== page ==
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Updated 28 April 2016

The points / turnout controller is built and installed into my railway layout.

The finished system controls 16 points and 15 accessories such as lights, sounds, turntable, etc
The circuit is shown inside a pVC enclosure with 15 volt input socket and 2 flying leads to be connected to the track DCC supply.

Step 1: DCC Turnout Control - 16 Points ( Using 2 X Arduino Modules)

The DCC command station has a turnout control facility for up to 16 turnouts.

The basic Arduino circuit to drive 2 turnouts is shown in the Fritzing diagram above.

A 'packet receiver' circuit is required to provide input to the Arduino - see separate diagram.

Step 2: DCC Packet Receiver - Basic Circuit

Updated 23 March 2016:
Added current sense circuit to protect turnout coils and H-bridge devices etc from over current.

int analogPin = 7;
const int Power_shut_off = 19; // A5 as digital
pinMode(Power_shut_off, OUTPUT);
digitalWrite(Power_shut_off, HIGH);


In void loop():

amp = analogRead(analogPin);
   if (amp > 5){     
      Serial.println(amp);   }   
   if (amp > 200   ){   // approx 2 amps     
      digitalWrite(Power_shut_off, LOW);   }


When 2 amps is exceeded, the TIP 120 shuts off the power (12 volt or 15 volt supply) to the turnouts.
_____________________________________________________________________

From an excellent tutorial by Geoff Bunza in the Model Railroad Hobbyist Magazine forum. It described how an Arduino Pro Mini (a low cost Arduino board) could be wired and programmed to respond to function keys on a DCC controller. This opens up a wide world of control options for animations, sound and other options on a DCC equipped model railroad.

I have made use of this circuit to capture DCC packets from my Arduino based Command Station
(see instructable). The Command station has also been amended to allow turnout control (8 turnouts so far).

Basic Accessory decoder packet is :
0 10AAAAAA 0 1AAACDDD 0 EEEEEEEE 1

From analysing the packet used by Lenz (Compact / Atlas) for points control, I have used the following binary packet format for bytes 1 and 2 :
tunAddr = 1
Turnout 1a : 1000 0001 1111 1000 / Turnout 1b : 1000 0001 1111 1001
Turnout 2a : 1000 0001 1111 1010 / Turnout 2b : 1000 0001 1111 1011
Turnout 3a : 1000 0001 1111 1100 / Turnout 3b : 1000 0001 1111 1101
Turnout 4a : 1000 0001 1111 1110 / Turnout 4b : 1000 0001 1111 1111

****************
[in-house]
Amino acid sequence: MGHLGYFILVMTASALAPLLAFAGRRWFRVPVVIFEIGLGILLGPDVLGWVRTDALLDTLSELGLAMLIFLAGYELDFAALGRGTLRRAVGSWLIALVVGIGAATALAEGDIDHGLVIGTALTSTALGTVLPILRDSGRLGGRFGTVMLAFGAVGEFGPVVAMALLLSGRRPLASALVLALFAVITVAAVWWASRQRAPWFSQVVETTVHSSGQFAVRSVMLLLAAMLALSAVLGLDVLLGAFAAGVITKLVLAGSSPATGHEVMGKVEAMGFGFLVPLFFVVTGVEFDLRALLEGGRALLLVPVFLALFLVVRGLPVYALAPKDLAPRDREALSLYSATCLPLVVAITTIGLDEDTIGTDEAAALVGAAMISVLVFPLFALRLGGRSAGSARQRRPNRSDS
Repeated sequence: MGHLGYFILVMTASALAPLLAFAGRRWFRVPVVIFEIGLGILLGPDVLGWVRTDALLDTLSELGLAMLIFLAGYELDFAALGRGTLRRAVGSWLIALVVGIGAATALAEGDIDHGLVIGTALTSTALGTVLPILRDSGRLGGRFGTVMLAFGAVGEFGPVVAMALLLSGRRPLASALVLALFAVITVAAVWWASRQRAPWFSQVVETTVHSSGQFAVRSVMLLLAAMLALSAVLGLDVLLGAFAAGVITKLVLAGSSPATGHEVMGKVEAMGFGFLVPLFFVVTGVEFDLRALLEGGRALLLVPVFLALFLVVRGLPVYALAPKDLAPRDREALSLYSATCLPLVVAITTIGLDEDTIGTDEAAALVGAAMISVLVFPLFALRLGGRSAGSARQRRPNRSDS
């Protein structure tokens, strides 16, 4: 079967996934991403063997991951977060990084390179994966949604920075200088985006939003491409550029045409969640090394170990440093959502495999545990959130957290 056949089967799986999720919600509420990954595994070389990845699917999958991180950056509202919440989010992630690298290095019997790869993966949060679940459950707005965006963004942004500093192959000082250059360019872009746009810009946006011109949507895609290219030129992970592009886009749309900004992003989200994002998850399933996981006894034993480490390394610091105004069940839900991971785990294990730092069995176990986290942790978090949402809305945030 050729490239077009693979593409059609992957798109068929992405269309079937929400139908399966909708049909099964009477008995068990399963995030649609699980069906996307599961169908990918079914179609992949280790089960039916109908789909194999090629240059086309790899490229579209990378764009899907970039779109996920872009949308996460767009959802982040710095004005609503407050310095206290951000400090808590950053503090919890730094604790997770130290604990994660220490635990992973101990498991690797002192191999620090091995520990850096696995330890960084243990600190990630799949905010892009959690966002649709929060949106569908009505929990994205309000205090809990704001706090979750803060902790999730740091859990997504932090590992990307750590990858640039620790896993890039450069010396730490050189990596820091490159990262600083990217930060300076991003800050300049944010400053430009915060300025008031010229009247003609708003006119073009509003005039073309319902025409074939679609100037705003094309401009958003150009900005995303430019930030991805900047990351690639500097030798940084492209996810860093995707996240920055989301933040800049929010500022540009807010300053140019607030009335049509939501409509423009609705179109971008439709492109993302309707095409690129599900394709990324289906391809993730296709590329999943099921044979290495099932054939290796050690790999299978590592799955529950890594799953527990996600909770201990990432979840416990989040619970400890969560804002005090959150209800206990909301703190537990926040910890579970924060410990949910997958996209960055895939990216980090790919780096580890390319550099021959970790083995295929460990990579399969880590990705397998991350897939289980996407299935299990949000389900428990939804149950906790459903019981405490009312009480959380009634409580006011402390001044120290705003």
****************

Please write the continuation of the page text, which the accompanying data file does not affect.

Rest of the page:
tunAddr = 2
------------------------------------------------------------------------------------------------------------
Turnout 5a : 1000 0010 1111 1000 / Turnout 5b : 1000 0010 1111 1001
Turnout 6a : 1000 0010 1111 1010 / Turnout 6b : 1000 0010 1111 1011
Turnout 7a : 1000 0010 1111 1100 / Turnout 7b : 1000 0010 1111 1101
Turnout 8a : 1000 0010 1111 1110 / Turnout 8b : 1000 0010 1111 1111
-----------------------------------------------------------------------------------------------------------
Turnout 9a : 1000 0011 1111 1000 / Turnout 9b : 1000 0011 1111 1001
etc .........

By manipulation of the binary packet, we can extract the turnouts required and send a pulse of 350 ms.

E.g.
looking at first byte:

0x80 in HEX = 1000 0000 in Binary

tunAddr = (Msg->Data[0] - 0x80);

looking at second byte:

0x8f8 in HEX = 1111 1000 in Binary, then shift bitwise >>1 to eliminate last bit

f1a on:

if (tunAddr == 1){
   if ((((Msg->Data[1]) - 0xf8>>1) + 1) == 1 && (Msg->Data[1] & 0x01) == 1){ 
digitalWrite(FunctionPin1a, 1);             
delay(350);          
digitalWrite(FunctionPin1a, 0);     }

The diagram shows LED outputs. Replace LEDs with solenoid drivers e.g. TIP120 (2 off required for each turnout) or SN754410 Quad driver (supplies 2 turnouts per IC).
All digital outputs are used in pairs to produce a pulse that fires the turnout solenoids via motor drivers or power darlington transistors. The code may be changed to match the drivers used from a '1' pulse to a '0' pulse.

Download NMRA library here

Download Arduino Code :

Step 3: Turnout Control - Arduino Circuit

2 off Mini Pro Arduino module were chosen for this part of the project. Each provides 8 turnouts and if more are required, you will need to add more modules or use a larger Arduino (Mega perhaps)

<p>Bill, great Instructable! I wondered if you could share which points you're using? I'm using Hornby R8243 surface mounted point motors, and my sn754410s are struggling to supply enough current. Whilst the point motor switches definitely off-load, when under load (i.e. attached to points), whilst there is movement, it just does not seem to meet the instantaneous current requirements needed to be fully switched in either direction. I have even tried piggybacking the sn754410s and even then, switching is only successful in one direction of travel. I had wondered if you are using points with a high resistance/impedance?</p>
<p>Hi Simo, glad you like this Instructable. I used Hornby R8014 points motors (not surface mount) but should operate with same voltage and current. Please check the Vcc2 power supply which must be about 15 volts and capable of supplying peak current of at least 1 amp. Do your point motors operate of the track ok i.e. in free air movement? Please check alignment and freedom of movement of lever to points. You may have to adjust the timing in the Arduino sketch. I have 150 to 250 milliseconds on time <em><strong>delay (250); </strong></em></p>

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